Milk, Fodder, and the Green Revolution: The Case of Mixed Farming in the Pakistan Punjab
AbstractThis paper analyses household decisions in producing cereal crops, green fodder crops, and milk, for the case of mixed farming in the Pakistan Punjab. In the Punjab agriculture, increased household income and increased yields of cereal crops after the Green Revolution have resulted in the growing importance of milk in household economy. Using a sensitivity analysis based on a household model of crop choices under uncertainty, this paper emphasises the constraint that fodder represents for further increases in food-grain output. Results show that the welfare cost of production risk is significant, it is higher for land-poor households, and its significant part is attributable to green fodder price risk. The welfare and supply effects of more elastic fodder demand and increased fodder yields are investigated. These innovations in fodder technology are suggested to have a higher potential to improve household welfare and to induce a robust supply response of cereal crops with respect to their prices, than a crop insurance scheme to hedge against yield risk.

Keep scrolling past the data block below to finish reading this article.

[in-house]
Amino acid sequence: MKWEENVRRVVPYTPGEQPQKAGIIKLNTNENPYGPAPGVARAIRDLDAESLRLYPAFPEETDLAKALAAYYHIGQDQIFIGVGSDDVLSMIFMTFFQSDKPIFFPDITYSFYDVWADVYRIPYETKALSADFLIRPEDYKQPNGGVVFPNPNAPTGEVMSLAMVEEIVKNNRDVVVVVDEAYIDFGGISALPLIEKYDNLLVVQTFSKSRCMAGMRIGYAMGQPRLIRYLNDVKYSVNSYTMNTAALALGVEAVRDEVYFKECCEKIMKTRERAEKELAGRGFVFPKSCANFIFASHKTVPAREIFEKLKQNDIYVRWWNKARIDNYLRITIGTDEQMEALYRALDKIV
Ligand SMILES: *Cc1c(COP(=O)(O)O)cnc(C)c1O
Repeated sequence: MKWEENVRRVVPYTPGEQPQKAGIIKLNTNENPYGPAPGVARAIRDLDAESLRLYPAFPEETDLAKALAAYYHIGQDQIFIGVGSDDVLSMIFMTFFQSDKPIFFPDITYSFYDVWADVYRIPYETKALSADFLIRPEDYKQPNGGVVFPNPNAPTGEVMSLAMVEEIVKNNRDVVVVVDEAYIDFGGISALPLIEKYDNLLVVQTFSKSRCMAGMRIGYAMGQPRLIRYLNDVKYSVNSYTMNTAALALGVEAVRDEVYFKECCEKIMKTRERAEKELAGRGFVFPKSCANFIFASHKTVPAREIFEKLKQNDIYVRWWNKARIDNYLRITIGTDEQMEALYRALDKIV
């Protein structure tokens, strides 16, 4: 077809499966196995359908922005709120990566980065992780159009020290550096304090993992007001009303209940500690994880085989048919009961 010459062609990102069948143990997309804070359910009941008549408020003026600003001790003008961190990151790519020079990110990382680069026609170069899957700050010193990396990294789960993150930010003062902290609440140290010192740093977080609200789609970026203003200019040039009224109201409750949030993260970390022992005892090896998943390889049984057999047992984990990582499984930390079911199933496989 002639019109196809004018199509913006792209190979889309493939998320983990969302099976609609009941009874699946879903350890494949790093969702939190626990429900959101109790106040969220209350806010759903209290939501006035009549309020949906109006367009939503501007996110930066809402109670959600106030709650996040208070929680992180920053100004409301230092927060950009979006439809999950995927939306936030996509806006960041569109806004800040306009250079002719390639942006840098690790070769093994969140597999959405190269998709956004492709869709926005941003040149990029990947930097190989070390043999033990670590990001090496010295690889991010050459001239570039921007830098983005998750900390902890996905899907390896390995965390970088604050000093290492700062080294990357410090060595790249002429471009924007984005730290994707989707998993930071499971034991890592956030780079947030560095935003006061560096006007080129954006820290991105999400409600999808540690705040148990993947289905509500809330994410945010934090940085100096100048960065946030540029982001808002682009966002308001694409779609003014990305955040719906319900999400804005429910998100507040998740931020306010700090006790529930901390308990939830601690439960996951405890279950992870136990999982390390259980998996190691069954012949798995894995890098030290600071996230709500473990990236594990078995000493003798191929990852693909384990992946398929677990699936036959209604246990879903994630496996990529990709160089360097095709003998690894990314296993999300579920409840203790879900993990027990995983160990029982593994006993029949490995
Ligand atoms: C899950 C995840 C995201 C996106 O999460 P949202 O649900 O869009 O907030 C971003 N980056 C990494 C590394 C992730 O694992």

Download InfoIf you experience problems downloading a file, check if you have the proper application to view it first. In case of further problems read the IDEAS help page. Note that these files are not on the IDEAS site. Please be patient as the files may be large.
Bibliographic InfoArticle provided by Pakistan Institute of Development Economics in its journal The Pakistan Development Review.
Volume (Year): 35 (1996)
Issue (Month): 4 ()
You can help add them by filling out this form.
CitEc Project, subscribe to its RSS feed for this item.
- Rashida Haq, 2012. "Shocks as a Source of Vulnerability: An Empirical Investigation from Pakistan," Poverty and Social Dynamics Paper Series 2012:06, Pakistan Institute of Development Economics.
For technical questions regarding this item, or to correct its authors, title, abstract, bibliographic or download information, contact: (Khurram Iqbal).
If references are entirely missing, you can add them using this form.